I will further develop my process, including threading into paper, printing onto fabrics, and deepening the relationship between textile and mixed media works. I want to focus on making interactive pieces, like marionettes, and sculptural work. I’d like to incorporate family heirlooms, sewing and putting them into new works, creating a sense of femininity through generations. I want to juxtapose this familiarity and intimacy with the dark, satirical, & extraordinary imagery of Mardi Gras culture.
I’d like to create tapestries and/or wearable art that combines embroidery and 2d imagery, reminiscent of secret fraternal banners, but through the classic iconography of women throughout different history/ religions. What if women had their own secret orders? What would their traditions and symbols be? I’m drawn to this double standard because secret fraternal orders were considered to be wise and ritualistic, whereas women were considered to be heretics and witches. These were the archetypes that capitalism had to destroy.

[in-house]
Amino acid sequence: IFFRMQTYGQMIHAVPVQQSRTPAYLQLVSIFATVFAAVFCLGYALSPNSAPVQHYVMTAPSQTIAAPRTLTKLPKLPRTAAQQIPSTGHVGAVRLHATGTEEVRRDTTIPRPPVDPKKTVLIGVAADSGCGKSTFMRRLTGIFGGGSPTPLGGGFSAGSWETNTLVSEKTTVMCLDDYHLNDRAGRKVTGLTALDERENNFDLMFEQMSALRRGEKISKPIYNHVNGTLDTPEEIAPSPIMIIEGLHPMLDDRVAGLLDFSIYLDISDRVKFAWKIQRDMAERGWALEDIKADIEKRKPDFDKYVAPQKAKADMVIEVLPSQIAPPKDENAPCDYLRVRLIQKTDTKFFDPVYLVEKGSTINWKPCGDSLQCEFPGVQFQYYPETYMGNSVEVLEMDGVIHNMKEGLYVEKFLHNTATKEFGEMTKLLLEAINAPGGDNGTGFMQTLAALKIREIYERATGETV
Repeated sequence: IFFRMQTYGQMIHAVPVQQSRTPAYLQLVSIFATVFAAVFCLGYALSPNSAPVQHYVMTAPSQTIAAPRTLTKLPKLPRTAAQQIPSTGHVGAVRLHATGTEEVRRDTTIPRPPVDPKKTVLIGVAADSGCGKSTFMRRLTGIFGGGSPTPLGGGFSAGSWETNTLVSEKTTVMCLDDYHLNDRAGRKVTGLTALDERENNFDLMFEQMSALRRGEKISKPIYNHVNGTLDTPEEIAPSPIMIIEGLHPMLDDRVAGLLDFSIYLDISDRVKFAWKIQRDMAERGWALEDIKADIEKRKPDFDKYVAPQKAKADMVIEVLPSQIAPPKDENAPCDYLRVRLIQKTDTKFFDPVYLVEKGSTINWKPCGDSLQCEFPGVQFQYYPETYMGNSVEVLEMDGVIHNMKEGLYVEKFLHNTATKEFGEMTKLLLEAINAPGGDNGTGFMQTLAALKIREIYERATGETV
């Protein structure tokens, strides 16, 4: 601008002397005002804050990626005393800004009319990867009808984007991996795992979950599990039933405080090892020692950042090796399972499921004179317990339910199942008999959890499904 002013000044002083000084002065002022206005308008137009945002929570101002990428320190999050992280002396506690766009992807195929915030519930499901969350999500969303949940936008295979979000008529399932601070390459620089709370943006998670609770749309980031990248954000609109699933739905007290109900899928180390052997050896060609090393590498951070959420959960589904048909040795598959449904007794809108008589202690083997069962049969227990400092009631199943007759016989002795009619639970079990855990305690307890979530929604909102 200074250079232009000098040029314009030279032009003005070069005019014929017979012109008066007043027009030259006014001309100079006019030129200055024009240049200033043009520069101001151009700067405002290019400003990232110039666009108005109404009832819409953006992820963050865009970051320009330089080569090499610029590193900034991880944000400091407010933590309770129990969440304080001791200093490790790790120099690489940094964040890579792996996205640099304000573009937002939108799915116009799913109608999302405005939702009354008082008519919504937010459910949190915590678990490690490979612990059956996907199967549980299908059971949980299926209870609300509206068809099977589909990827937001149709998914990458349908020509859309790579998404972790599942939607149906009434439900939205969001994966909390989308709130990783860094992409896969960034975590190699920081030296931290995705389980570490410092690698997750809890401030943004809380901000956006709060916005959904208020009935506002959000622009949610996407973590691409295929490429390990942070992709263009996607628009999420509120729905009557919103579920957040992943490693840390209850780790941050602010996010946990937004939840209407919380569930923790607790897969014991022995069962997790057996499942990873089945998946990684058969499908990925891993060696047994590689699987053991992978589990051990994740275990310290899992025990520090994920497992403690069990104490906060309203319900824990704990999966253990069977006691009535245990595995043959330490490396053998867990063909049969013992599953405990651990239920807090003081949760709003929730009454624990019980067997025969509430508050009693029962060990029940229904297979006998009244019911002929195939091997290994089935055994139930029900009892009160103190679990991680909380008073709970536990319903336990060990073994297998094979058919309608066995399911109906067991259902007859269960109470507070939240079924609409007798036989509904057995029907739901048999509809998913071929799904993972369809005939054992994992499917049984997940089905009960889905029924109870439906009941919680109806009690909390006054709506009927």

Using embroidery looms, silk-screening and beading, I’d like to create 3d fabric pieces, reminiscent of medieval hell mouths and the faces on old Mardi Gras floats. Creating pieces that viewers can interact with is important to me, whether through puppetry, wearing, or unveiling something hidden under a piece of cloth.
This residency is an opportunity for growth — not just spatially or methodically, but also a growth in the sense of community. I feel excited thinking about this residency as a chance to be surrounded by like-minded and supportive people.